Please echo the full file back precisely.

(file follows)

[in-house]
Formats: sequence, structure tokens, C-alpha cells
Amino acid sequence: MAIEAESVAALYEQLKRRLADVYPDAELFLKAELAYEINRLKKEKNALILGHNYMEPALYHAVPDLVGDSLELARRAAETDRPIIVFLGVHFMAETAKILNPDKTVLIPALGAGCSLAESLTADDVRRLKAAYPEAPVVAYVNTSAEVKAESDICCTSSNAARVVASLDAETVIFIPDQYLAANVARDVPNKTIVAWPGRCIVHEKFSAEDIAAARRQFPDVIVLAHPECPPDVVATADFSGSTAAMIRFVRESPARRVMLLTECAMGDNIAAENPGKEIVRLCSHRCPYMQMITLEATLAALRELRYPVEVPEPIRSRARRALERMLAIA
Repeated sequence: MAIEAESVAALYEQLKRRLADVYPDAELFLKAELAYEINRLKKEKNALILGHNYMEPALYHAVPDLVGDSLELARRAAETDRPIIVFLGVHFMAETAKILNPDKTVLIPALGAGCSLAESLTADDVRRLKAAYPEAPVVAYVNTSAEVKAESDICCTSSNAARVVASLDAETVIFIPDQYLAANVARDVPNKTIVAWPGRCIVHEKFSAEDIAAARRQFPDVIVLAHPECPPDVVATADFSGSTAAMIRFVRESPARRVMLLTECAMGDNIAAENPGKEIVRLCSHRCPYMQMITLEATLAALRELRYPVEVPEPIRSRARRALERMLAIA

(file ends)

[in-house]
Formats: sequence, structure tokens, C-alpha cells
Amino acid sequence: MAIEAESVAALYEQLKRRLADVYPDAELFLKAELAYEINRLKKEKNALILGHNYMEPALYHAVPDLVGDSLELARRAAETDRPIIVFLGVHFMAETAKILNPDKTVLIPALGAGCSLAESLTADDVRRLKAAYPEAPVVAYVNTSAEVKAESDICCTSSNAARVVASLDAETVIFIPDQYLAANVARDVPNKTIVAWPGRCIVHEKFSAEDIAAARRQFPDVIVLAHPECPPDVVATADFSGSTAAMIRFVRESPARRVMLLTECAMGDNIAAENPGKEIVRLCSHRCPYMQMITLEATLAALRELRYPVEVPEPIRSRARRALERMLAIA
Repeated sequence: MAIEAESVAALYEQLKRRLADVYPDAELFLKAELAYEINRLKKEKNALILGHNYMEPALYHAVPDLVGDSLELARRAAETDRPIIVFLGVHFMAETAKILNPDKTVLIPALGAGCSLAESLTADDVRRLKAAYPEAPVVAYVNTSAEVKAESDICCTSSNAARVVASLDAETVIFIPDQYLAANVARDVPNKTIVAWPGRCIVHEKFSAEDIAAARRQFPDVIVLAHPECPPDVVATADFSGSTAAMIRFVRESPARRVMLLTECAMGDNIAAENPGKEIVRLCSHRCPYMQMITLEATLAALRELRYPVEVPEPIRSRARRALERMLAIA